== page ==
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RE: Effects of magnetosphere loss



                        

On Saturday, August 22, 1998 1:53 PM, Jim Choate [SMTP:ravage@ssz.com] 
wrote:
>
>  The Van Allen Belt is not part of the atmospher strictly speaking. It is 
the
>  interface between the solar magnetosphere and the Earths. Even if the 
Earth
>  didn't have an atmosphere it would have a magnetosphere (ie Van Allen 
Belt).
>  The disruption to the belt would not come from the loss of ejected gases 
but
>  rather the shift in the Earths center of gravity caused by the impact 
(and I
>  assure you a 100mi. dia. crater will make the Earth wobble and ring for
>  quite a while) and the em interactions of the impact (Q: has anyone
>  calculated the EMP from such an impact?).

The impact should have been energetic enough to create an ejected plasma of 
its own -- a sort of solar flare in reverse.  Should have done wonders for 
particle recruitment!

>  Actualy the Van Allen Belt can be measured in the geologic record by
>  measuring the magnetic stripes in the sea floor upwellings. These are 
1-to-1
>  correllated since they come from the same thing - the Earths magnetic 
field.
>  Pick stripes of a given polarity and correlate the changes in 
magenetization
>  along that stripe in relation to other markers. One marker might be to
>  compare it to both measurements and models of the long-term solar 
output.

I'm not sure I follow.  The stripes give us polarity and general direction. 
 Can you get quantitative information (field strength) as well?  Does this 
tell us anything about the state of the magnetosphere?

>  Seems to me that if there was an increased level of solar radiation (and 
I
>  don't mean the UV that the ozone layer blocks) the consequences would be
>  plastered all over both the geophysical and biological records. One 
would
>  simply have to look at the effects of increased radiation on long-lived
>  chemical and bio-chemical systems today and extrapolate backward looking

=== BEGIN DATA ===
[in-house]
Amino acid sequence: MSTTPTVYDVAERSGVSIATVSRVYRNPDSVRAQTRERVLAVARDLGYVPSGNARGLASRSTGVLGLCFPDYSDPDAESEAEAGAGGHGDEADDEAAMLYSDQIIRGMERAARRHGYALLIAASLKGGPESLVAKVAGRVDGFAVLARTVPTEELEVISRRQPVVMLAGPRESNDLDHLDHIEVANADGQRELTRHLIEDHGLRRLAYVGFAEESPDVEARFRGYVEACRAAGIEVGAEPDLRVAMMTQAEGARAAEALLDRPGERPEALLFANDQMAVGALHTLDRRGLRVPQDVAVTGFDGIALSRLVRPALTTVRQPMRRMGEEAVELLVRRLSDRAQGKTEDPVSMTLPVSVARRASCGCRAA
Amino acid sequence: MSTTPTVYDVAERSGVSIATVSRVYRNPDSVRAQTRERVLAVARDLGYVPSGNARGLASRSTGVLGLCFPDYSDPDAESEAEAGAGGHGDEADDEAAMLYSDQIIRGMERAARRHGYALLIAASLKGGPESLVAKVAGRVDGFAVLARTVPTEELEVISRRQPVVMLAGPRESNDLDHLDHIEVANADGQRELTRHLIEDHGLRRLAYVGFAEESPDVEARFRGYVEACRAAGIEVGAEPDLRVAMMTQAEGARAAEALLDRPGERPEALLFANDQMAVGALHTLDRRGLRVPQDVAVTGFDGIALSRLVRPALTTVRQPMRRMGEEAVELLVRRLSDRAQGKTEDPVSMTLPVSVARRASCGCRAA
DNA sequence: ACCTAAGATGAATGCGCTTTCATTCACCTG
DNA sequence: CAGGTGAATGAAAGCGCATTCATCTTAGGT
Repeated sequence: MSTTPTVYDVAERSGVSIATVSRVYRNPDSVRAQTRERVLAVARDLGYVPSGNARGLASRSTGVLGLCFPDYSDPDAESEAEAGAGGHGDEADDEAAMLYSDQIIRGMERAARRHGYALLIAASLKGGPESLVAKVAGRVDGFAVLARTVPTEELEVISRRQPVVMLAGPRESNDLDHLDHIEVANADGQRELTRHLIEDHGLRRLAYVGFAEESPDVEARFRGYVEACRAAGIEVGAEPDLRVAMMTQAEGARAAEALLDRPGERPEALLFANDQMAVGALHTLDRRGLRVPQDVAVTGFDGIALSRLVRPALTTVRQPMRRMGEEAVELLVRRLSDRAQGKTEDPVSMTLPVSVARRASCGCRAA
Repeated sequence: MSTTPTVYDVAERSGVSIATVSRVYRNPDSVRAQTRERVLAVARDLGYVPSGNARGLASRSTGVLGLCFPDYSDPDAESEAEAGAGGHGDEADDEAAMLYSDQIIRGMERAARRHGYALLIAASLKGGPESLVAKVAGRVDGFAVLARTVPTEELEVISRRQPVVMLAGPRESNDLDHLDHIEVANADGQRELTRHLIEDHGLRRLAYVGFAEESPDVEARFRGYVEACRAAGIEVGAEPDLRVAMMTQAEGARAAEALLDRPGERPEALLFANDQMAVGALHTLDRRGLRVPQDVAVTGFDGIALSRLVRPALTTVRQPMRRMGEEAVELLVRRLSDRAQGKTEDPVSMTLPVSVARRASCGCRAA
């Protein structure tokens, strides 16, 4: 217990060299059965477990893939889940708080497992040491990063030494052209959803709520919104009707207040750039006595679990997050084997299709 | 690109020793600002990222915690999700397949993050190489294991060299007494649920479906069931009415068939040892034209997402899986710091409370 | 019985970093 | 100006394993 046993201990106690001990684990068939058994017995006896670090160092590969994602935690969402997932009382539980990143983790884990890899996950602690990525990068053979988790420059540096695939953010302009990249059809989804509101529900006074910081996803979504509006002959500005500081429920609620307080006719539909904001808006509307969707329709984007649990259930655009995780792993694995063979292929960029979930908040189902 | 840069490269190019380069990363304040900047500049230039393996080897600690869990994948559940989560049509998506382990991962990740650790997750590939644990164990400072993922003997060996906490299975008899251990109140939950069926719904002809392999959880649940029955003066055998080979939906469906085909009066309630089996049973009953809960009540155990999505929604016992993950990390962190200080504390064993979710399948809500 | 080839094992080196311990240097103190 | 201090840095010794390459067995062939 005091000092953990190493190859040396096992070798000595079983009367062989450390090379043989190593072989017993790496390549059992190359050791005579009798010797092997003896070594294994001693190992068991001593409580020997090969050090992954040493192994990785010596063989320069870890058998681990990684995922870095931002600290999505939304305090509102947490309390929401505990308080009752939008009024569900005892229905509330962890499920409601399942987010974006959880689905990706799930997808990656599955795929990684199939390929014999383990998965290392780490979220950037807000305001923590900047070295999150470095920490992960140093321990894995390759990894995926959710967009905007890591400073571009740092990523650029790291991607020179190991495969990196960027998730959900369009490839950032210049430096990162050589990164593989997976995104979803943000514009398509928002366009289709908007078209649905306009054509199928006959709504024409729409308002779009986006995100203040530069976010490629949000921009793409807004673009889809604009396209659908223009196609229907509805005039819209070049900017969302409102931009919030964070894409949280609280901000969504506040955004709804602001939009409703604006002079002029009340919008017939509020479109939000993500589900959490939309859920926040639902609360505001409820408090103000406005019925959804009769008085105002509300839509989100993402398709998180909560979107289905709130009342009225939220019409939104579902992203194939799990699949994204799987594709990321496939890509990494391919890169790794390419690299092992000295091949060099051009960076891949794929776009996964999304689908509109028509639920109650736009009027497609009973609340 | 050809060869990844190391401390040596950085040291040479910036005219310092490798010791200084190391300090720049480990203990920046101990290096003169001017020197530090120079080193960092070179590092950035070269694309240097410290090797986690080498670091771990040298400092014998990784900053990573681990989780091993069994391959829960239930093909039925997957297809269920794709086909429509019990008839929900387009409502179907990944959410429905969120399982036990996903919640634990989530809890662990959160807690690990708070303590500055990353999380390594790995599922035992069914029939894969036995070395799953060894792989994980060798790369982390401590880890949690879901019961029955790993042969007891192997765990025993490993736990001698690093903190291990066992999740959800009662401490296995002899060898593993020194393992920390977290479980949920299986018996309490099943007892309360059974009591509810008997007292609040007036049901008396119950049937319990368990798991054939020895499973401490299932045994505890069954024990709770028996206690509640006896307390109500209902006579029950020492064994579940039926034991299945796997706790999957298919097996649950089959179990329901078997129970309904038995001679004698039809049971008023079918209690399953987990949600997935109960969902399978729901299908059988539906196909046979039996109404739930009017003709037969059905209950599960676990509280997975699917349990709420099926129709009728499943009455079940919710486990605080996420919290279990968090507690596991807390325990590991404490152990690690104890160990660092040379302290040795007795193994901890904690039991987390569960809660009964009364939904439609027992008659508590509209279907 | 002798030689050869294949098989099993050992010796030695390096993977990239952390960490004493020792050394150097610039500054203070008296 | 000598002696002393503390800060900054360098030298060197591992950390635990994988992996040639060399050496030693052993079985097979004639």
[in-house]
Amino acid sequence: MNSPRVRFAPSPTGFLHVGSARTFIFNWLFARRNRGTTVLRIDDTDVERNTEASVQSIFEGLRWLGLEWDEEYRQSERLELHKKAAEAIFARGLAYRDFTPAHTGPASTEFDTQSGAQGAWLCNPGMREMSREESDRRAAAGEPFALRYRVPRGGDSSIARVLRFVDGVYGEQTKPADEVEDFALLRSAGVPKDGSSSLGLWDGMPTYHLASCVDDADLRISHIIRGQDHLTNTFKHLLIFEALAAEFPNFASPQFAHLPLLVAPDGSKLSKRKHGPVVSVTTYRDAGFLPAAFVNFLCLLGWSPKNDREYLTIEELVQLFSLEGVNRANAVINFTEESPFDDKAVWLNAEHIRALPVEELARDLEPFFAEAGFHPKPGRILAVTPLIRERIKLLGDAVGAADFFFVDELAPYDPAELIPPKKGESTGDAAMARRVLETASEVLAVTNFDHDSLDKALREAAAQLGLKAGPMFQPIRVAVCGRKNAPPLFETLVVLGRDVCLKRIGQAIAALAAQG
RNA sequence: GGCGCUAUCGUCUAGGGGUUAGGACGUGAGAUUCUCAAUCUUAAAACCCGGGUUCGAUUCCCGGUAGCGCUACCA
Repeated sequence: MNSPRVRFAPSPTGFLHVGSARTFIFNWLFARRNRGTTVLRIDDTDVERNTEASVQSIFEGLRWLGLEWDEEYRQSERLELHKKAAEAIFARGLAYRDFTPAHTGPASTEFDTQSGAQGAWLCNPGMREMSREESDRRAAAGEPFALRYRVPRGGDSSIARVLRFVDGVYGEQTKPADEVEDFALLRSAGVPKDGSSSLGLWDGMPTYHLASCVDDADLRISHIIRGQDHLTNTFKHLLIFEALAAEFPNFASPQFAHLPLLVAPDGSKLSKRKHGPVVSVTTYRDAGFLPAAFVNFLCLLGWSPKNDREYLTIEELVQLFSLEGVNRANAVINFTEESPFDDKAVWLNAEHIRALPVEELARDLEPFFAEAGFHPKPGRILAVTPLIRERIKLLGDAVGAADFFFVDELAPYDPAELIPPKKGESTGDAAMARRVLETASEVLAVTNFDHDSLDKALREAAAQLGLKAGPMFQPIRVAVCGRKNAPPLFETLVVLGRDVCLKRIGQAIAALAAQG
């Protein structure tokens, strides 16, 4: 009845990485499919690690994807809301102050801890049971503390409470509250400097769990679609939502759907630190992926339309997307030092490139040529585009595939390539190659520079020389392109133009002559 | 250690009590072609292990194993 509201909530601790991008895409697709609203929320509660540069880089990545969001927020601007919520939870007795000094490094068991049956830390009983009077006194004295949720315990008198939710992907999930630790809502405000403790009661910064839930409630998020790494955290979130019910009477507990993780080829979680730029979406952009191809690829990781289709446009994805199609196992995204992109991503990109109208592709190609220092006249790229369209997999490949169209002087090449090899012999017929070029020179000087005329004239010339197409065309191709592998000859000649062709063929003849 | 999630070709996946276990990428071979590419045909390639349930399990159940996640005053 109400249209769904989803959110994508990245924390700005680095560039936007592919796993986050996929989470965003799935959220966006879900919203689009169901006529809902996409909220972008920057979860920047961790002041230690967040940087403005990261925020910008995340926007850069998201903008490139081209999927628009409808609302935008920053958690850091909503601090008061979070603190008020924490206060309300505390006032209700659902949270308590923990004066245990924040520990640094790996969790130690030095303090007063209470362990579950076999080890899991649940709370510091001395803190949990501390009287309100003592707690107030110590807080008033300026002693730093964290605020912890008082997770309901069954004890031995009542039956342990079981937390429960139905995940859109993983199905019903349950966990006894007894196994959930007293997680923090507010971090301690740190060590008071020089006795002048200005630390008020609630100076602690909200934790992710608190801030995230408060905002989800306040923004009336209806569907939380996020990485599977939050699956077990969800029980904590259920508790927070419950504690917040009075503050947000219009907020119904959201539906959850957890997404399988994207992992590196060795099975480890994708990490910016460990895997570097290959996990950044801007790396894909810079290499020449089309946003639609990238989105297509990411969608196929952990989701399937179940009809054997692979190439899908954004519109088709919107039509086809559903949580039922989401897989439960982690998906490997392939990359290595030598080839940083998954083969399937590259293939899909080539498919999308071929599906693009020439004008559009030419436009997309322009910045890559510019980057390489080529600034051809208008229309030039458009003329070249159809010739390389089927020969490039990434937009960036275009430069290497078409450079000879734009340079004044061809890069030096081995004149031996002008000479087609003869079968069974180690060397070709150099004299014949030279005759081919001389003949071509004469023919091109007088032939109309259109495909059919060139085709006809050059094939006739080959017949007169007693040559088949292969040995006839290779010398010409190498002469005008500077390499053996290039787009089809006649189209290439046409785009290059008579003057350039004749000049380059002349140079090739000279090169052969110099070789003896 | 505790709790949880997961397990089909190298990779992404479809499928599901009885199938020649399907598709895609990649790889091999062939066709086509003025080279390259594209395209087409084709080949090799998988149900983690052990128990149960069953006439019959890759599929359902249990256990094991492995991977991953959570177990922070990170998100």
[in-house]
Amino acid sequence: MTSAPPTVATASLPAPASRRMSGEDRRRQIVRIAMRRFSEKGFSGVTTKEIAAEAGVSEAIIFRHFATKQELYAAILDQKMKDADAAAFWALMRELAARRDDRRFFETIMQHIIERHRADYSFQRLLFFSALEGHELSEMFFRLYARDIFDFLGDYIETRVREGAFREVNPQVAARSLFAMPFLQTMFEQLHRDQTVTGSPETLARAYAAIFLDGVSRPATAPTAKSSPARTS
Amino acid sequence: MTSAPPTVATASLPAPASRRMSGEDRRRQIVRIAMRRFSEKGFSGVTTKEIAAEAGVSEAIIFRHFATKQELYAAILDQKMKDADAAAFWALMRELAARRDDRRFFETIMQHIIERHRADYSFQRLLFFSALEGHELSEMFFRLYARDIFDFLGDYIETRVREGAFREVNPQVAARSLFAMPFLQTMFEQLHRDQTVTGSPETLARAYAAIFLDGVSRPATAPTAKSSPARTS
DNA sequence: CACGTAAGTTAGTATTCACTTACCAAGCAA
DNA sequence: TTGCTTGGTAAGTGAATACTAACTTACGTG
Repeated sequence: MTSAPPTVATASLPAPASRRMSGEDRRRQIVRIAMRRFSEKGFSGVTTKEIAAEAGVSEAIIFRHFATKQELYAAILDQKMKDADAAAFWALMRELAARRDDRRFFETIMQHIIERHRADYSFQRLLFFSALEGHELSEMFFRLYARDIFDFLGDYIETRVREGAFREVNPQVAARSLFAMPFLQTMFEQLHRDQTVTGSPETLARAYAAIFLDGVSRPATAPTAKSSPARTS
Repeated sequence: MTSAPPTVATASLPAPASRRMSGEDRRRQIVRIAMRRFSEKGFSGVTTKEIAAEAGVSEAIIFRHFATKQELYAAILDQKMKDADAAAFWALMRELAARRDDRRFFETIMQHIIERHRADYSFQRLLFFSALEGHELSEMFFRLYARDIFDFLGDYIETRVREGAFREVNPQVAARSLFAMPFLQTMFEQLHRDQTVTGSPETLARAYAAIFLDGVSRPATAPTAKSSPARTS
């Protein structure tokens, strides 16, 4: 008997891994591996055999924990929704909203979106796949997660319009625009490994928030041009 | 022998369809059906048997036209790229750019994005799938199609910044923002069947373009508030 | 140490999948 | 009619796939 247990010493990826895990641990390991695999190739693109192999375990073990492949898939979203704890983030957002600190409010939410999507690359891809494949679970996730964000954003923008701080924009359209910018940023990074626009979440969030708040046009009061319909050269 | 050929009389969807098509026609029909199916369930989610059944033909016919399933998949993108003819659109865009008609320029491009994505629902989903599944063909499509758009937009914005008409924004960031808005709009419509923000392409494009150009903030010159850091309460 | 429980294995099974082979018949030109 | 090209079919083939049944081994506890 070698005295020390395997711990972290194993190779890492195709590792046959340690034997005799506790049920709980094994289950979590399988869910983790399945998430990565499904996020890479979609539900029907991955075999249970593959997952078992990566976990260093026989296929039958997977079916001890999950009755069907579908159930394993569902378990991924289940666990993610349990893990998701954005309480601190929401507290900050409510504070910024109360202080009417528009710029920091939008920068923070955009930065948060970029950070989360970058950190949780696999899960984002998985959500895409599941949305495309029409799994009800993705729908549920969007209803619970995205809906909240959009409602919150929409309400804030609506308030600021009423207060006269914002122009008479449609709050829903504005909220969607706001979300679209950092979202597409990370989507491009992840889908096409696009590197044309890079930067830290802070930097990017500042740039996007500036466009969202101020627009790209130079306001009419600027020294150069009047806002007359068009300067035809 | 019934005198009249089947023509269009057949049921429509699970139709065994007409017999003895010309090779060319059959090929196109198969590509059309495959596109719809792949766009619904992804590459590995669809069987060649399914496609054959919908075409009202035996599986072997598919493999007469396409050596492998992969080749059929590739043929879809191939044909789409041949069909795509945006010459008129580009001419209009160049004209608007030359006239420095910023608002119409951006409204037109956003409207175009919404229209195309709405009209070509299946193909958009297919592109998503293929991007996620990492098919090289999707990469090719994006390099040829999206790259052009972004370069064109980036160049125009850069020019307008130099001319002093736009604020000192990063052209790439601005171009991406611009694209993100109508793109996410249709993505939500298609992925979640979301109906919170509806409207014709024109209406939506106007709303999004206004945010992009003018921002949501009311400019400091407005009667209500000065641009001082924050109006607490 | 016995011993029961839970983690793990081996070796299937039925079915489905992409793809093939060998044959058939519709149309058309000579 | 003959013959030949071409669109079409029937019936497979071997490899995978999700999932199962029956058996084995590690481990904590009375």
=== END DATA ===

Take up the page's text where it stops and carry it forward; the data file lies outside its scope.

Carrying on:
for
>  those same tale-tales. It might be as simple as looking at the ratios of
>  isotopes in trapped air samples in the Antarctic and comparing them to 
the
>  mid-ocean upwellings mag stripes.

This may turn out to be a very complex process, all of which may add up to 
little net result.  For example, any loss of magnetospheric blocking of 
charged particles may be offset by physical blocking by dust in the lower 
atmosphere during KT+0 to KT+3 (to put a speculative number on it). 
  Magnetic storm disruption of the magnetosphere is over in a few days. 
 What reason do we have to think this would be a longer term process? 
 Changing the *shape* of the Van Allen belts should have little effect on 
their ability to redirect charged particles, so that the vibrations due to 
the impact would not be reflected in any long-term inrease in high energy 
particles reaching the surface.  Finally, I'm not to sure how seriously to 
take my solar-flare-in-reverse idea above, but it does seem likely that the 
impact would create ejected high energy ions which could be recruited by 
the magnetosphere.

>  Most mutations are neutral and don't effect the viability of the species 
or
>  the individual. Next comes mutations that are harmful and finaly, and 
least
>  likely, are mutations that are beneficial. While this is interesting it 
is
>  probably pointless. Even if a given species were to exhibit a beneficial
>  mutation the chances of the other ecologicaly linked species to have 
mutations
>  that allowed them to survive would nullify the beneficial events. 
However
>  powerful the positive forces might be they would not be sufficient to
>  compensate for the ecological damage on a broad front.

If this were true, there could never be a beneficial mutation.  Recall we 
are, in any case, dealing with a highly disrupted ecosystem undergoing 
rapid succession.  If there were ever a time when a mutation could find a 
new niche, this was it.

  --Toby White